Control of translation initiation is important in a wide range of normal biological processes, from development to learning and memory to cell death. Improper execution and control of translation initiation are involved in the etiology of a variety of human diseases, including viral infection, neurodegeneration and cancer. In order to understand how translation initiation is controlled, and how this control can break down, we must first understand the underlying molecular mechanics of the normal process. The experiments proposed in this application will deepen our understanding of the molecular basis of translation initiation in eukaryotes. The work will employ a fully reconstituted S. cerevisiae translation initiation system and will involve close collaboration with the laboratory of Alan Hinnebusch at the NIH/NICHD. The studies proposed will address two major gaps in our understanding of eukaryotic translation initiation.
The first aim focuses on the mechanism through which the start codon in an mRNA is recognized by the ribosomal pre-initiation complex. Recognition of the start codon is one of the most important readings of the genetic code because it sets the frame for decoding of the message. Improper start site selection results in production of a miscoded, potentially toxic, protein. The proposed studies will elucidate the pathways of information transfer within the pre-initiation complex, from initial formation of three base pairs between the start codon and initiator tRNA anticodon to the downstream irreversible events that commit the complex to finishing initiation at the selected point on the message. Our studies will focus on the roles that the initiator tRNA itself and the initiation factor eIF5 play in this process. A significant amount of data indicates that these two components are missing links in our understanding of the molecular basis of start codon recognition. The second major aim is to dissect the molecular mechanics of mRNA recruitment to the pre-initiation complex, which is a critical event in protein synthesis and a key target of regulation. In this grant cycle, studies of mRNA recruitment will focus on the mechanisms of action of the large, heteromultimeric factor eIF3 and the ssRNA binding protein eIF4B. Preliminary work indicates central roles for both factors in this process, yet currently little is known about how they function.

Public Health Relevance

The final stage of the expression of genes is the production of the proteins that each gene encodes. When this process - called "protein synthesis" or "translation" - is performed incorrectly a variety of diseases can result, including neurodegeneration, anemia and cancer. Our studies will increase our understanding of how translation normally works, which in turn will increase our understanding of how it can break down and result in diseases.

Agency
National Institute of Health (NIH)
Institute
National Institute of General Medical Sciences (NIGMS)
Type
Research Project (R01)
Project #
5R01GM062128-13
Application #
8469510
Study Section
Special Emphasis Panel (ZRG1-GGG-T (02))
Program Officer
Bender, Michael T
Project Start
2000-09-11
Project End
2014-03-31
Budget Start
2013-04-01
Budget End
2014-03-31
Support Year
13
Fiscal Year
2013
Total Cost
$404,997
Indirect Cost
$158,048
Name
Johns Hopkins University
Department
Physiology
Type
Schools of Medicine
DUNS #
001910777
City
Baltimore
State
MD
Country
United States
Zip Code
21218
Martin-Marcos, Pilar; Nanda, Jagpreet S; Luna, Rafael E et al. (2014) Enhanced eIF1 binding to the 40S ribosome impedes conformational rearrangements of the preinitiation complex and elevates initiation accuracy. RNA 20:150-67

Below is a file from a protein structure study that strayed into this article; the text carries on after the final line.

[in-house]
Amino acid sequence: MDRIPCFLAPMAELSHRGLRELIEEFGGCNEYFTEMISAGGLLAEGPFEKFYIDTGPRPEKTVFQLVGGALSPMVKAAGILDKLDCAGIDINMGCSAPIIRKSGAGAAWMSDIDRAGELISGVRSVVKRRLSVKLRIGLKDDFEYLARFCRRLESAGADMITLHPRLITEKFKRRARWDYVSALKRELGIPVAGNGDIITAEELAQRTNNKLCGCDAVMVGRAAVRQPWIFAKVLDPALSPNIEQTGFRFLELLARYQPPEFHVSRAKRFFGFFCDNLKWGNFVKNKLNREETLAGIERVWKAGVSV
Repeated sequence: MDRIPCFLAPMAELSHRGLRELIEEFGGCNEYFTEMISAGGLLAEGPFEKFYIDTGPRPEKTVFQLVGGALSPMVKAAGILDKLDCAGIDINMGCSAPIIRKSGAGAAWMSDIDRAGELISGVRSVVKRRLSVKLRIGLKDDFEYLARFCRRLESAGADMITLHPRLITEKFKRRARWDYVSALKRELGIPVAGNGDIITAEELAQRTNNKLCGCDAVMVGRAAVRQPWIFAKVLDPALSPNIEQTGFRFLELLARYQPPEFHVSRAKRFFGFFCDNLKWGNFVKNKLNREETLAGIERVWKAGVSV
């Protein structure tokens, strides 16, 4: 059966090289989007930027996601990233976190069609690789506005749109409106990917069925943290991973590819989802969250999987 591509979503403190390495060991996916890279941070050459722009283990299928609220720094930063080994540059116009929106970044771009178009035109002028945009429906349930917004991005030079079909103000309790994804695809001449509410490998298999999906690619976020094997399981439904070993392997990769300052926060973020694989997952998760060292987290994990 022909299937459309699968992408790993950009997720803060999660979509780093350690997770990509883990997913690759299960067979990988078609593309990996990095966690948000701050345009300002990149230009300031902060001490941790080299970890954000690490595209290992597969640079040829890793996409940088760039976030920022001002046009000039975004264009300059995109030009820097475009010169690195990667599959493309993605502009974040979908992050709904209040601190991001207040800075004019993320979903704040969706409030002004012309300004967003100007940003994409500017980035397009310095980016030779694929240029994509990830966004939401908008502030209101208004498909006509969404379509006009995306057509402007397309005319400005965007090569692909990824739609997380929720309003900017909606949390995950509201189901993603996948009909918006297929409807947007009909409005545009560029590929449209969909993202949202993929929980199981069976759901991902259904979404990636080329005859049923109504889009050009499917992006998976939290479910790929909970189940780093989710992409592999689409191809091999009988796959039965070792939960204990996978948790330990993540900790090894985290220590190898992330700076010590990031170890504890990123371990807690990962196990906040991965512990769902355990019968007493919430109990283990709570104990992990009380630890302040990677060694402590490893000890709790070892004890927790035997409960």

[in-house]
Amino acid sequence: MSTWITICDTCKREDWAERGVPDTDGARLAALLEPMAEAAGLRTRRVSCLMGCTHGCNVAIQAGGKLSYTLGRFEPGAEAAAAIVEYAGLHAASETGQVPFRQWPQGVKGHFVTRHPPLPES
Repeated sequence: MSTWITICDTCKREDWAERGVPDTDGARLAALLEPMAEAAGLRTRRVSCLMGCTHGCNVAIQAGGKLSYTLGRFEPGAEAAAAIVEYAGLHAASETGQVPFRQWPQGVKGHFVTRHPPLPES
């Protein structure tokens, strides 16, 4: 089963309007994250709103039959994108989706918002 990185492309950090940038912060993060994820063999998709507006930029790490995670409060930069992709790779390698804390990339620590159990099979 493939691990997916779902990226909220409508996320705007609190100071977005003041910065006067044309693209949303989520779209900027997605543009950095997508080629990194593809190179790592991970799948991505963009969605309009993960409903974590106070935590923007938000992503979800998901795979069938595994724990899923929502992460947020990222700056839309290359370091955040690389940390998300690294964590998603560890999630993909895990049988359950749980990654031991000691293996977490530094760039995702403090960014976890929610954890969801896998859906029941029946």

Saini, Adesh K; Nanda, Jagpreet S; Martin-Marcos, Pilar et al. (2014) Eukaryotic translation initiation factor eIF5 promotes the accuracy of start codon recognition by regulating Pi release and conformational transitions of the preinitiation complex. Nucleic Acids Res 42:9623-40
Zhou, Fujun; Walker, Sarah E; Mitchell, Sarah F et al. (2014) Identification and characterization of functionally critical, conserved motifs in the internal repeats and N-terminal domain of yeast translation initiation factor 4B (yeIF4B). J Biol Chem 289:1704-22
Dong, Jinsheng; Munoz, Antonio; Kolitz, Sarah E et al. (2014) Conserved residues in yeast initiator tRNA calibrate initiation accuracy by regulating preinitiation complex stability at the start codon. Genes Dev 28:502-20
Walker, Sarah E; Zhou, Fujun; Mitchell, Sarah F et al. (2013) Yeast eIF4B binds to the head of the 40S ribosomal subunit and promotes mRNA recruitment through its N-terminal and internal repeat domains. RNA 19:191-207
Nanda, Jagpreet S; Saini, Adesh K; Muñoz, Antonio M et al. (2013) Coordinated movements of eukaryotic translation initiation factors eIF1, eIF1A, and eIF5 trigger phosphate release from eIF2 in response to start codon recognition by the ribosomal preinitiation complex. J Biol Chem 288:5316-29
Martin-Marcos, Pilar; Nanda, Jagpreet; Luna, Rafael E et al. (2013) ?-Hairpin loop of eukaryotic initiation factor 1 (eIF1) mediates 40 S ribosome binding to regulate initiator tRNA(Met) recruitment and accuracy of AUG selection in vivo. J Biol Chem 288:27546-62
Rajagopal, Vaishnavi; Park, Eun-Hee; Hinnebusch, Alan G et al. (2012) Specific domains in yeast translation initiation factor eIF4G strongly bias RNA unwinding activity of the eIF4F complex toward duplexes with 5'-overhangs. J Biol Chem 287:20301-12
Shin, Byung-Sik; Kim, Joo-Ran; Walker, Sarah E et al. (2011) Initiation factor eIF2? promotes eIF2-GTP-Met-tRNAi(Met) ternary complex binding to the 40S ribosome. Nat Struct Mol Biol 18:1227-34
Mitchell, Sarah F; Walker, Sarah E; Algire, Mikkel A et al. (2010) The 5'-7-methylguanosine cap on eukaryotic mRNAs serves both to stimulate canonical translation initiation and to block an alternative pathway. Mol Cell 39:950-62

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